Microsoft’s opens source development platform was last night targeted by hackers, who are demanding payment before they’ll return the hundreds of code sources they stole.

The hackers wiped 392 code repositories, downloading and storing the source codes on their own server.

“What is known is that the hacker removes all source code and recent commits from victims’ Git repositories, and leaves a ransom note behind that asks for a payment in Bitcoins,” reported ZDnet.

The ransom message read:

“To recover your lost code and avoid leaking it: Send us 0.1 Bitcoin (BTC) to our Bitcoin address and contact us by email at [email protected] with your Git login and a proof of payment,”

“If you are unsure if we have your data, contact us and we will send you a proof. Your code is downloaded and backed up on our servers,”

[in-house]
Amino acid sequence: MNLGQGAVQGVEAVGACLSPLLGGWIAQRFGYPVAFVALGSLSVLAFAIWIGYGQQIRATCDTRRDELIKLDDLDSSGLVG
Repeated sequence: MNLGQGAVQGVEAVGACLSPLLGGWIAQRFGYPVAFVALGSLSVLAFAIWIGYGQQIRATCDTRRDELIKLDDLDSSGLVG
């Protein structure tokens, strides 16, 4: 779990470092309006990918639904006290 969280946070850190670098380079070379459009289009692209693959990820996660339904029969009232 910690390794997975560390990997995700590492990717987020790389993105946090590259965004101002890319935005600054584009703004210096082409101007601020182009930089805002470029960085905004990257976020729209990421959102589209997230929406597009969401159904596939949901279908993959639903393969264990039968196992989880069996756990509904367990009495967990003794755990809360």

“If we don’t receive your payment in the next 10 days, we will make your code public or use them otherwise.”

Director of Security for GitLab, Kathy Wang, has issued a statement in response to the cyber attack:

“We have identified affected user accounts and all of those users have been notified. As a result of our investigation, we have strong evidence that the compromised accounts have account passwords being stored in plaintext on a deployment of a related repository,” Wang told ZDnet.

Jeremy Galloway, a security researcher at Atlassian, has independently confirmed that large number of users have been affected by this hack.

GitHub suggests to enable two factor authentication to add an extra layer of security to your account.  Here’s how you can set it up.

Source: The Hans India

Comments